I graduated from Wheaton, as a philosophy major and a teaching assistant.  Nothing could have been clearer by the time I left than that Wheaton was implicitly, often explicitly, committed to the notion that reason is universal — that there are universal standards of rational justification.  The philosophical underpinnings of the Christian Academy provided by Arthur Holmes (the head of the philosophy department in my time) were classically liberal — committed to this notion that there are universal standards of rational justification, a universal account of Reason.  The declarations of Professor Holmes were, in effect, Wheaton’s unofficial statement of its modern theory of meaning, reason, and truth.  Holmes’ disclaimers of rationalism were simply inconsistent.  Classically liberal mythology about reason is consistent with a modern referential theory of meaning in which terms like “God” have their meaning determined by some supposedly absolute referent rather than their use.  In this case, experts can acquire absolute knowledge which is tradition-independent; they can propose expert uses of language which should become universal by virtue of satisfying the absolute standards of justification which come along with the absolute meaning of words.  Modern science, in an ironically anti-empiricist fashion, has presented itself as a method for pinning down the absolute and unambiguous meaning of terms which describe Reality.  But this is joke.   Science, as a supposedly literal description of Reality, is metaphysics.  It is poetry about abstractions which we have never directly experienced in themselves and never will.  “Energy,” “Force,” “Strings,” “Particles” and “Matter” are among them.  (See my book, The Problem with Wheaton, available on  Wheaton is oblivious.  It is a babe in the post-modern woods.  Holmes could not recognize that “facts”, and therefore their value, are tradition-relative.  He took a universalist view of Reason for granted.

And so, we must conclude that Wheaton is guided by an evangelical elite of naïve modernists who, shockingly, cannot instantly distinguish between Christian and Muslim theology.  Wheaton’s behavior has become so bizarre from our orthodox perspective (remember that it is now welcoming sodomite students as if this does not appear to be an acceptance of this “orientation”) that all we can do is fire the whole institution.  We may welcome practicing sodomites into our homes and businesses, respecting their humanity and loving them, without endorsing their lifestyle.  But based on ecclesiastical law, we cannot welcome them into the church and the Christian Academy.  This is nothing less than a public change in our theology.  Whereas we do not condemn the sinner, we do, in fact, condemn the sin.  Whereas an explicitly repentant Larycia Hawkins, and a repentant sodomite, might be welcome in the Christian Academy as an extension of the church, the embrace of the unrepentant is a theological revolution.  It is, at a minimum, a very wrong appearance.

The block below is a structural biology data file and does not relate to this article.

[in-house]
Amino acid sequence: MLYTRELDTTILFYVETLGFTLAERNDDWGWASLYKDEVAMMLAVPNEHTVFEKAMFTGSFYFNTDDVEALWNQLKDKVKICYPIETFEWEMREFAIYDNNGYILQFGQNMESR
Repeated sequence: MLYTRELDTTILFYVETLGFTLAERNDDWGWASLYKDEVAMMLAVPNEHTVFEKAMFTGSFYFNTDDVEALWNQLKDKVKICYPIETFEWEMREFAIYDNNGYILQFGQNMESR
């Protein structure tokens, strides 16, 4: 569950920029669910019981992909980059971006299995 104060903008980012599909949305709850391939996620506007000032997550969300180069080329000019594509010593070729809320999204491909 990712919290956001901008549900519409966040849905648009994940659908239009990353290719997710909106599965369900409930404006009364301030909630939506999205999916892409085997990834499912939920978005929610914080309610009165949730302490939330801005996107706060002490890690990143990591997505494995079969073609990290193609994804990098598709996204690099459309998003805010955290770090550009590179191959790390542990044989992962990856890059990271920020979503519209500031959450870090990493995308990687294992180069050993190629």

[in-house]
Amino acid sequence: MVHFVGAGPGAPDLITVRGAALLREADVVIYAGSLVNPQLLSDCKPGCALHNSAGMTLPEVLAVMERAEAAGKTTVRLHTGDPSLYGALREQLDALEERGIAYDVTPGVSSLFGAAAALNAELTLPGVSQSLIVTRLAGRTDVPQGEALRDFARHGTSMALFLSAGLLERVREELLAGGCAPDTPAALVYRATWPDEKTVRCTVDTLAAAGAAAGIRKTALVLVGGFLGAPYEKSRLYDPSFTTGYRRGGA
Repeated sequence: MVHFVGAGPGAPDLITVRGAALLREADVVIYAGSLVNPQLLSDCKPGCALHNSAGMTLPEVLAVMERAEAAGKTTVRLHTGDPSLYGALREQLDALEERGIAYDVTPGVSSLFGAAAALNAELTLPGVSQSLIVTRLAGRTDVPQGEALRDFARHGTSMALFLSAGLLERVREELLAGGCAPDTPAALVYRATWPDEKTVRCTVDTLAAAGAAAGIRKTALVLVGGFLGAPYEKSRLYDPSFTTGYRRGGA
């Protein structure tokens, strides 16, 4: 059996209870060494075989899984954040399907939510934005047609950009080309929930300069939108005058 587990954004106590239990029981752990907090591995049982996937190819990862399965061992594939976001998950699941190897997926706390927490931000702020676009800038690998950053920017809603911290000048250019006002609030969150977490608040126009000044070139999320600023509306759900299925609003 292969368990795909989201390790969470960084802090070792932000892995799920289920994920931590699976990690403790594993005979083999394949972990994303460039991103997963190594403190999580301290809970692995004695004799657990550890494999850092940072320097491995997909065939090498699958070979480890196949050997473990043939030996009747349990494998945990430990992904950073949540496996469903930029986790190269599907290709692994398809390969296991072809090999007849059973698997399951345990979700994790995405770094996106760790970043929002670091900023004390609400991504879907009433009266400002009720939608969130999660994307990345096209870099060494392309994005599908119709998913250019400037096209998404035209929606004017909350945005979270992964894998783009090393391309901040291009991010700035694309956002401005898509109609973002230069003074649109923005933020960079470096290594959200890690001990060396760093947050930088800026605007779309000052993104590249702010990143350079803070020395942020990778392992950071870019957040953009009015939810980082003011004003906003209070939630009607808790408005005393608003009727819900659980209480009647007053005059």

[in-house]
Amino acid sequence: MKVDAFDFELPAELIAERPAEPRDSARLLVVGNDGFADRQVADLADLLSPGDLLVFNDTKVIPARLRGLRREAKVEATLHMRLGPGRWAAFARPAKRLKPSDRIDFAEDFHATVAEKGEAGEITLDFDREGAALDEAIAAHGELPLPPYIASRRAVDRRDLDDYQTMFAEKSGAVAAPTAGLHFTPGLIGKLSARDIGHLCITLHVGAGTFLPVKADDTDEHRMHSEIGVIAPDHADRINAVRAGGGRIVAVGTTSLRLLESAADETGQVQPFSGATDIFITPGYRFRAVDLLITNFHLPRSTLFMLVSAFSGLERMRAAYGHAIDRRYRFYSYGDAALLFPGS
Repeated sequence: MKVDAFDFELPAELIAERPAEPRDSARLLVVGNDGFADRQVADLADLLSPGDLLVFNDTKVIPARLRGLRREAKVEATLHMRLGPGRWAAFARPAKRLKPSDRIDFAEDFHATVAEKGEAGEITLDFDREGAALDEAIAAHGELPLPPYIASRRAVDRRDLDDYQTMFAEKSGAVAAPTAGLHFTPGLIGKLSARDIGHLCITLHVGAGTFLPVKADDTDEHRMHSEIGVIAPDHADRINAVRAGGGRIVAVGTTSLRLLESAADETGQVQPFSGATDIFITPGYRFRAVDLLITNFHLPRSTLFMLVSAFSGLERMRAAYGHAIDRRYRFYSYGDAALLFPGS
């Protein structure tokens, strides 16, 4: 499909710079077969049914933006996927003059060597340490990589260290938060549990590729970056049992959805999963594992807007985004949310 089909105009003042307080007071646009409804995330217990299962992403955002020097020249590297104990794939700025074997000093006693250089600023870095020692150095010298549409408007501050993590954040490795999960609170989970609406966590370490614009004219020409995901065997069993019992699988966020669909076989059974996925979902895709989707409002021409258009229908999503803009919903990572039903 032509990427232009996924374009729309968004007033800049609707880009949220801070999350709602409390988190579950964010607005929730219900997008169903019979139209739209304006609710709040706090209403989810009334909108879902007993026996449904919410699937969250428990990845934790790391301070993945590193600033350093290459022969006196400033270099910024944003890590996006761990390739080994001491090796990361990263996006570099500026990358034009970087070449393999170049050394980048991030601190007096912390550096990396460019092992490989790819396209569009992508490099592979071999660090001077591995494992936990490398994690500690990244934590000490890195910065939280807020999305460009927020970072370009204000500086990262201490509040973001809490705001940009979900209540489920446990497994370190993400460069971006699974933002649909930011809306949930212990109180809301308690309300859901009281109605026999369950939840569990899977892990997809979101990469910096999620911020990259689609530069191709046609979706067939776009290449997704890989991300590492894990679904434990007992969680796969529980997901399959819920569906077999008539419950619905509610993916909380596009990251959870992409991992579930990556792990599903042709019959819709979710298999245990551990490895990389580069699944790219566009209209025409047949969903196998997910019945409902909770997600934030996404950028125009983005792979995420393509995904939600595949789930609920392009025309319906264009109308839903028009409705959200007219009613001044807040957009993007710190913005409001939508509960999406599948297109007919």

I propose a practical project.  The evangelical community in America needs to fire Wheaton as a whole.  This aging institution seems incapable of renegotiating its contracts with modern theories about meaning, reason, and truth which support the professors’ and students’ demands for autonomy and inspire strange forms of integration, reinterpreting Christianity in boring, reductionist, and ultimately irrelevant modern terms.  We need wealthy evangelicals to fund a whole new evangelical college with higher academic standards than Wheaton and an explicitly post-modern philosophy department enforcing a post-modern theory of meaning, reason and truth which enforces orthodoxy (traditionalism) and inspires the daily deconstruction of modern, rationalist claims about the nature of Reality.  This will be a very dangerous, very dramatic institution (contra Wheaton’s relative blandness) which aggressively attacks the secular academy instead of pining for its respect and friendship.  At this new evangelical college the notion that our Christian tradition can or should be separated from the kind of politics which severely limits the state as the chief competitor of the church will be scorned.  We need an explicitly evangelical Hillsdale with much more sophisticated post-modern foundations.  We will call it “New Wheaton” and place it metaphorically and physically west of Wheaton (which no longer seems capable of resisting the East) where we can solicit Wheaton’s students and appeal to their parents.  This new college will have a whole new charter, and it will not give professors tenure or so-called “academic freedom” which even William F. Buckley, who launched the vanity project of sophisticating conservatism, deconstructed as a myth in his book about Yale. [God and Man at Yale] In other words, this new institution will be a true, explicit, and politically incorrect inquisition of western liberalism.

Don’t worry.  Very few professors, currently at Wheaton, will knock on our door, as Wheaton dies from its modern account of meaning, reason, and truth, a cancer hidden in its bowls and detected too late.  We will not have to “welcome” them, undermining our new evangelical institution as the repository of new evangelical wine.